Where do Metahumans come from?
In an age of history where people with extraordinary powers fly through the air and fight grandiose battles in our cities, the question of where they all come from is a pertinent and reasonable one to ask. At no time in living memory have Superheroes been so prevalent in our society; it almost seems impossible that they could have all appeared as quickly as they did. Is it due to environmental change? A general increase in radiation? Aliens? Gods? GM foods? The simple answer seems to be that the increase in Metahumans is down to two main reasons.
The Twentieth Century saw an unprecedented explosion in the human population worldwide; after the mass slaughter of the Second World War, the Earth’s population looks to be growing at the rate of a billion people every few decades. Even if a Metahuman is only one in a million, their population must be steadily growing as well.
In ages past, those with extraordinary abilities may have hid their gifts for fear of persecution. Ancient Civilisations and the Dark Ages hunted “witches” and killed them. Renaissance, Enlightenment and Industrial Europe exhibited and exploited the freakish for profit. Even until the vaccine and communications revolutions of the 20th Century, “different” people were regarded with, at best, suspicion. With the spread of Scientific Rationalism as the prevailing doctrine of humanity, being Metahuman has never been safer.
How long have Metahumans been around?
It is reasonable to assume that Metahumans have been a fixture of the human race since prehistory. Extraordinary feats attributed to heroes in Mythology could well be an ancient attempt to explain early Metahuman activity. The first, suspected, but yet to be confirmed, Meathuman on record is Sir John Fallstaff, also known as The Anachronism, who claims to be a Crusade Knight, though this cannot be verified. Tenuous evidence exists for, if not actual Metahumans, costumed adventurers during the period of the French Revolution and Napoleonic Wars.
Concrete evidence and eyewitness accounts confirm that Methumans were active, in limited numbers, during the Second World War for both the Axis and the Allies. It seems that some of these Methumans were even created in laboratories, though the same methodology was rarely successful twice. Due to their limited numbers and a need, from a command perspective, to preserve such a resource, no single Methuman ever had much impact on a battle of the War (the final Battle for Berlin being the exception) and because of this (and the secrecy that developed around Metahumans during the Cold War) most of these Heroes were airbrushed from history.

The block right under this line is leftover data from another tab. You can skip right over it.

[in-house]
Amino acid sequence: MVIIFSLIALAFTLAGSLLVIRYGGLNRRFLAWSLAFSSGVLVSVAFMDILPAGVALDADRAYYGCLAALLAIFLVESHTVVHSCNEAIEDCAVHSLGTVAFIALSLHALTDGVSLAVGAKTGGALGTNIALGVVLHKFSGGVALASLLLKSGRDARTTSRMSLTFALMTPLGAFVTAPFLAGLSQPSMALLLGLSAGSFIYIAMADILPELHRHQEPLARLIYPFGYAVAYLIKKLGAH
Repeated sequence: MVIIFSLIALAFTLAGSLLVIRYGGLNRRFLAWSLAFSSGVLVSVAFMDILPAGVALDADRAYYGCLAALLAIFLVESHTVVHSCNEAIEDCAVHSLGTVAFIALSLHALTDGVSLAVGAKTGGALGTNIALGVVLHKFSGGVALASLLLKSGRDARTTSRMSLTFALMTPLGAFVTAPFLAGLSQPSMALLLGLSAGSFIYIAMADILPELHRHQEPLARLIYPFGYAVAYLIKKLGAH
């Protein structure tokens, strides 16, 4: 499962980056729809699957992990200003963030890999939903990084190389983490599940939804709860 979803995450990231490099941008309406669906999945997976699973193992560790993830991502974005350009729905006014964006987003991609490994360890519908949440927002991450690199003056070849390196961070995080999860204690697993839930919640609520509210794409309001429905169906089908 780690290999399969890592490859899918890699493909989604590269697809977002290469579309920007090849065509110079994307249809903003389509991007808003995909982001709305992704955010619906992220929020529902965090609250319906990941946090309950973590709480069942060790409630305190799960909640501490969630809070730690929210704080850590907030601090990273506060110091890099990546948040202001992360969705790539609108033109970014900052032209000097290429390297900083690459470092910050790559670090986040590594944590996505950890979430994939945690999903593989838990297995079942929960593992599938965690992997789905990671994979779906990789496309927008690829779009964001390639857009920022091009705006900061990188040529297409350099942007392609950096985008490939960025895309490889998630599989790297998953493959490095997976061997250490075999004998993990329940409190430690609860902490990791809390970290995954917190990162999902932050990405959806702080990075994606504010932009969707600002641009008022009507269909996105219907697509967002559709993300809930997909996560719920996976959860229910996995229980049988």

The 1980s marked an important phase of Metahuman history; fifty years after the advent of the Superhero comic, costumed heroes started appearing in limited numbers. Less than fifty confirmed Metahumans operated between the period of 1982 and 1994, most were dead or in self-imposed retirement within five years of their first public appearance. Law enforcement had no idea how to deal with Superheroes or Supervillains, so many were quickly incarcerated or killed. The 1980s also marked the first major appearance of Mutants, a group who would come to define events in the 21st Century.
Mutants and Mutation
Mutation has caused a great deal of tension and confusion, both in the public and scientific arenas. After years of research, Professor Robert Cox was the first to isolate the Gene responsible for Metahuman Mutation as a recessive trait on the X chromosome. This gene causes drastic changes in the way in which proteins are coded from other chromosomes, resulting in startling physiological changes in the developing fetus. It is hypothesised that these changes are most often so drastic that the fetus will fail to survive, as this would account for the limited number of mutants in the world (about 12 publicly known, and a suspected 60 in total).
As many more humans may carry the recessive trait but do not express it, gauging mutants accurately is difficult because some may not manifest Metahuman abilities in the way that most mutants do. Changes should manifest physiologically, such as Edward Caan’s increased agility or “Helia’s” increased body temperature. However, sometimes the mutant change manifests in ways that cannot, by conventional science, be linked to a physical change (“Tempest” and “The Machiavellian” fall into this category). This becomes more puzzling when we consider that the Mutant Gene can be introduced artificially into adult cells and cause changes of an even more drastic (and often lethal) nature (see “Counter Culture”).
A bit text-heavy this time, but I had a bit of fun putting it together.